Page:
Reblog: Capitulation of the small-cap investor
The heady Indian bull market was fueled by the liquidity rush post demonetization. But that was not the only reason propelling indices in India to new highs. Thanks to lower global interest rates, money was channelized into India in the hunt for better returns. A stable government at the center, lower crude prices and low inflation were other factors that contributed to the overall positive sentiment.
But many of us wanted more than what blue chips had to offer. We wanted to “beat the market”. Or, for that matter even the track records of legendary investors like Warren Buffet or Peter Lynch. Naturally, this led us to scenarios which offered potentially superior returns. And in the perpetual hunt for 10-baggers, we ended up investing in nano-, micro- and small-cap companies with questionable business models, corporate governance and promoter intentions.
We looked at:
- Turn around stories
- Hope stories
- High growth small cap names
- Formalization of informal sector across industries
- Commodity stocks
Many stocks that fell in the above categorizations turned out to be 10-20 baggers over the last 3-4 years. But once the music stopped, we witnessed a vertical decline in stock prices that has stunned even seasoned investors.
What goes up, comes down for sure since markets, business models, sentiments, scenarios, promoter intentions etc. change for the worse more frequently than for the better. There are very few companies which can continue to grow at a respectable growth rate for a decade or two, my guess is probably one in a million. In India we might have 2-3 companies in the universe of 8,000-odd listed companies. You probably know the names.
In the chase for multi-baggers, we forgot the most important and basic tenets of investing – earnings, cash flow, debt management and corporate governance.
- Instead we ended up giving 20-25 price to multiples (P/E) for commodity companies conveniently forgetting the historical average PE for such an industry was anywhere between 5-7.
- We assumed some companies have indefensible pricing power, forgetting that super normal profits attract competition in ways we can never imagine.
- We witnessed promoters buying their own stock from the market (for most names) implying a narrative that it indicates good results are on their way. We never cared who sold the shares to them in declarations filed to exchanges. One never know, it could have very well been their benami companies.
- Companies started declaring profits which they never did for the past few years, indicating to many of us that we hit upon the elusive 10-bagger.
- Neither did we care to find out how the Chinese can afford so much mass unemployment if they were going to shut out all their polluting factories permanently whose direct benefit moved to Indian companies.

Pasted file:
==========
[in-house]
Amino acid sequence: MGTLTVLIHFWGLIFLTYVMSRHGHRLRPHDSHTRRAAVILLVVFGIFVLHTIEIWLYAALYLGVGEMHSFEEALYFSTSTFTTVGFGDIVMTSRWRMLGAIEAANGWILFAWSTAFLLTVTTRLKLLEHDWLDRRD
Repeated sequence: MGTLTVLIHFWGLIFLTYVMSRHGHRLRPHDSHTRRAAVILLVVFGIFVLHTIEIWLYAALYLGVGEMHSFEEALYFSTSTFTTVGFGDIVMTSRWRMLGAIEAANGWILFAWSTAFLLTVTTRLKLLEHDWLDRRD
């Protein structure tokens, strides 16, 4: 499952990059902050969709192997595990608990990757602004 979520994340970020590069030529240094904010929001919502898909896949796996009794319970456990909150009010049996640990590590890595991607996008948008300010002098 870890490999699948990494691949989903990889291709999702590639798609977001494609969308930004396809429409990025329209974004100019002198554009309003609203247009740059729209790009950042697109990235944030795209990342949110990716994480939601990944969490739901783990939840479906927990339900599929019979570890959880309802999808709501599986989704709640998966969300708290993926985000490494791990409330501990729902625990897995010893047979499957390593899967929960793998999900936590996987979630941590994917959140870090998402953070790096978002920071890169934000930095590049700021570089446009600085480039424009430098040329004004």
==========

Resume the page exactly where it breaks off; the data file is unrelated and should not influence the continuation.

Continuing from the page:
- The story moved from one sector to another – Paper, Chemicals, Steel, Metals etc and we investors tried catching the running train jumping when there was a halt at a platform.
- We blindly followed well respected investors (all due respect to them) who made numerous media appearances, without comprehending that the stocks they are betting on is pocket change for them, but for small investors like us it forms anywhere between 5-10% of our portfolios.
- Leave aside general stock market discussions, of which there were plenty. WhatsApp groups mushroomed not only for sectors (Defence, Infrastructure, Commodities etc.) but for individual companies, the next hot stock in the market. It was a race to get into such groups. Those who were not part of a particular group felt completely left out.
After a meteoric rise, we are now witnessing a dramatic decline in the prices of stocks we once loved. Since we love upward averaging, many of us will be negative on portfolio levels and will keep watching the prices tending lower day by day.
Winter has arrived. And has brought the bears along with it.
If you still believe that this is just a blip in the greatest bull market, or should I say, “the mother of all bull markets” you are most certainly delusional.
If you have made losses, take it in your stride. Consider it as tuition fees the market takes from you for learning valuable lessons.
So, what next?
- Debt free blue chips (many many listed in India)
- Growth stories (with good corporate governance)
- Cash flows (with cash being generated at operating levels)
- Return expectations (Buffet/Lynch – 27-28%, Fixed Income – 7-8%, Aspirations – 15% half of legends)
Over the past few years, I have been guilty of lapses in investing and have fallen victim to the market frenzy. We cannot become millionaires, and stay that way, by investing in markets in a jiffy.
It takes years of disciplined investing, surviving 2-3 cycles of bull/bear markets and greying hair (purely in terms of experience), to arrive at a decent-sized portfolio. Get back to basics. Summer will eventually be here.
The original article is written by Shagun Jain and appears on morningstar.in. It is available here.